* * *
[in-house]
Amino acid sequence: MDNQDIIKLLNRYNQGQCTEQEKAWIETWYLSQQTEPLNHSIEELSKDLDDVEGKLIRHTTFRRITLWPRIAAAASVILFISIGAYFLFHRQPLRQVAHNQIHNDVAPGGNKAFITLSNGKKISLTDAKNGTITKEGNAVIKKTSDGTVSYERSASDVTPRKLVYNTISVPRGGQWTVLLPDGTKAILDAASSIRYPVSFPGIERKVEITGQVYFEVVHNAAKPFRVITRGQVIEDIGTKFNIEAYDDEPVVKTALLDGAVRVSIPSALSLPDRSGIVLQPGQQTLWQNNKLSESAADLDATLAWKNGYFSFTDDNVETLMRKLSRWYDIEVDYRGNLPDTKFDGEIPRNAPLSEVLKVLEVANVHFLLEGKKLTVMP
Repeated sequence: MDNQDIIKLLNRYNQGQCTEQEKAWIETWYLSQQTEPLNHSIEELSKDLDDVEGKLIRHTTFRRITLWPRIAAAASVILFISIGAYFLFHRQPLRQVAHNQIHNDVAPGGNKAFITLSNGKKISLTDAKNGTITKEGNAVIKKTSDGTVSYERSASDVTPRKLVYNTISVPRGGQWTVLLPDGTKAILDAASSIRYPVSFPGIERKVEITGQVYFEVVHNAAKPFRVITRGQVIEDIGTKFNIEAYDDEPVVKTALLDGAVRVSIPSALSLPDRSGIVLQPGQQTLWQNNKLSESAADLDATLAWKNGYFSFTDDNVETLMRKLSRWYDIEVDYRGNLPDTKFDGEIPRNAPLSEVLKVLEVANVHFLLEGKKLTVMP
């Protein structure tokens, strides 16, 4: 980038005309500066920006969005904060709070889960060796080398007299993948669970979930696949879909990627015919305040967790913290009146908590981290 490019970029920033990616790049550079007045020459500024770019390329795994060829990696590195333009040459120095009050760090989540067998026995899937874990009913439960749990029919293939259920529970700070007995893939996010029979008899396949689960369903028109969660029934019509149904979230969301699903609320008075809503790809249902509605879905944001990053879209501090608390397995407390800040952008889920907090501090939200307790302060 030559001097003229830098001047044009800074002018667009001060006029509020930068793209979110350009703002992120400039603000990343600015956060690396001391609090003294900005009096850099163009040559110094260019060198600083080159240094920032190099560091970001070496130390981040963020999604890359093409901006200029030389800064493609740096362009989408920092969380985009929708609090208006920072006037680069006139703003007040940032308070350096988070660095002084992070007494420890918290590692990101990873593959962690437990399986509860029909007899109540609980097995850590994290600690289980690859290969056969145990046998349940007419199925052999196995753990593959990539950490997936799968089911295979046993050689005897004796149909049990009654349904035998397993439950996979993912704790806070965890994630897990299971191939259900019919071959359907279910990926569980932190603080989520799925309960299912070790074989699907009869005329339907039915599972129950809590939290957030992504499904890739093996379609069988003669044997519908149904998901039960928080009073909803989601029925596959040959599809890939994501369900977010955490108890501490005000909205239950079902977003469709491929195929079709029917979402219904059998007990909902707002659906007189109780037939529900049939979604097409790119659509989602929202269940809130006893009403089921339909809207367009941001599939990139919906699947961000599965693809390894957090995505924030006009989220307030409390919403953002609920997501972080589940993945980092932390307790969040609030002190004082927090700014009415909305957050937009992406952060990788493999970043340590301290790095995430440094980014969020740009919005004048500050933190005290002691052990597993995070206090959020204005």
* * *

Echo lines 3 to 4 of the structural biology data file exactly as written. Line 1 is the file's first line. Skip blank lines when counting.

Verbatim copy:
Repeated sequence: MDNQDIIKLLNRYNQGQCTEQEKAWIETWYLSQQTEPLNHSIEELSKDLDDVEGKLIRHTTFRRITLWPRIAAAASVILFISIGAYFLFHRQPLRQVAHNQIHNDVAPGGNKAFITLSNGKKISLTDAKNGTITKEGNAVIKKTSDGTVSYERSASDVTPRKLVYNTISVPRGGQWTVLLPDGTKAILDAASSIRYPVSFPGIERKVEITGQVYFEVVHNAAKPFRVITRGQVIEDIGTKFNIEAYDDEPVVKTALLDGAVRVSIPSALSLPDRSGIVLQPGQQTLWQNNKLSESAADLDATLAWKNGYFSFTDDNVETLMRKLSRWYDIEVDYRGNLPDTKFDGEIPRNAPLSEVLKVLEVANVHFLLEGKKLTVMP
């Protein structure tokens, strides 16, 4: 980038005309500066920006969005904060709070889960060796080398007299993948669970979930696949879909990627015919305040967790913290009146908590981290 490019970029920033990616790049550079007045020459500024770019390329795994060829990696590195333009040459120095009050760090989540067998026995899937874990009913439960749990029919293939259920529970700070007995893939996010029979008899396949689960369903028109969660029934019509149904979230969301699903609320008075809503790809249902509605879905944001990053879209501090608390397995407390800040952008889920907090501090939200307790302060 030559001097003229830098001047044009800074002018667009001060006029509020930068793209979110350009703002992120400039603000990343600015956060690396001391609090003294900005009096850099163009040559110094260019060198600083080159240094920032190099560091970001070496130390981040963020999604890359093409901006200029030389800064493609740096362009989408920092969380985009929708609090208006920072006037680069006139703003007040940032308070350096988070660095002084992070007494420890918290590692990101990873593959962690437990399986509860029909007899109540609980097995850590994290600690289980690859290969056969145990046998349940007419199925052999196995753990593959990539950490997936799968089911295979046993050689005897004796149909049990009654349904035998397993439950996979993912704790806070965890994630897990299971191939259900019919071959359907279910990926569980932190603080989520799925309960299912070790074989699907009869005329339907039915599972129950809590939290957030992504499904890739093996379609069988003669044997519908149904998901039960928080009073909803989601029925596959040959599809890939994501369900977010955490108890501490005000909205239950079902977003469709491929195929079709029917979402219904059998007990909902707002659906007189109780037939529900049939979604097409790119659509989602929202269940809130006893009403089921339909809207367009941001599939990139919906699947961000599965693809390894957090995505924030006009989220307030409390919403953002609920997501972080589940993945980092932390307790969040609030002190004082927090700014009415909305957050937009992406952060990788493999970043340590301290790095995430440094980014969020740009919005004048500050933190005290002691052990597993995070206090959020204005």